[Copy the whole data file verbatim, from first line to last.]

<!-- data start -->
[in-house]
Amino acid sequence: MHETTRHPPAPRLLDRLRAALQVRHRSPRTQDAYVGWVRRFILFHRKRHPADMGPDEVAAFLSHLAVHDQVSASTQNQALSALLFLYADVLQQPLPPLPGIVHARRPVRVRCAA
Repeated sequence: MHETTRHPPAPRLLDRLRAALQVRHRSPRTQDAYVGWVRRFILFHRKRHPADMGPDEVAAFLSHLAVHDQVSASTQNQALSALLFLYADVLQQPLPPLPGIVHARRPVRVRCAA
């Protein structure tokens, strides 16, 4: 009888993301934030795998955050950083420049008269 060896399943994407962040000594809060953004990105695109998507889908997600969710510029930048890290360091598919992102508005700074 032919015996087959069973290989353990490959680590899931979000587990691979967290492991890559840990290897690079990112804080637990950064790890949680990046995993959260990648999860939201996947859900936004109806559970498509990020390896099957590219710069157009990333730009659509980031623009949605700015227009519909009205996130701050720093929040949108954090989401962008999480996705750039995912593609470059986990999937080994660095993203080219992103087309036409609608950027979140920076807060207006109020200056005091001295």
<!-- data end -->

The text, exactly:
[in-house]
Amino acid sequence: MHETTRHPPAPRLLDRLRAALQVRHRSPRTQDAYVGWVRRFILFHRKRHPADMGPDEVAAFLSHLAVHDQVSASTQNQALSALLFLYADVLQQPLPPLPGIVHARRPVRVRCAA
Repeated sequence: MHETTRHPPAPRLLDRLRAALQVRHRSPRTQDAYVGWVRRFILFHRKRHPADMGPDEVAAFLSHLAVHDQVSASTQNQALSALLFLYADVLQQPLPPLPGIVHARRPVRVRCAA
């Protein structure tokens, strides 16, 4: 009888993301934030795998955050950083420049008269 060896399943994407962040000594809060953004990105695109998507889908997600969710510029930048890290360091598919992102508005700074 032919015996087959069973290989353990490959680590899931979000587990691979967290492991890559840990290897690079990112804080637990950064790890949680990046995993959260990648999860939201996947859900936004109806559970498509990020390896099957590219710069157009990333730009659509980031623009949605700015227009519909009205996130701050720093929040949108954090989401962008999480996705750039995912593609470059986990999937080994660095993203080219992103087309036409609608950027979140920076807060207006109020200056005091001295």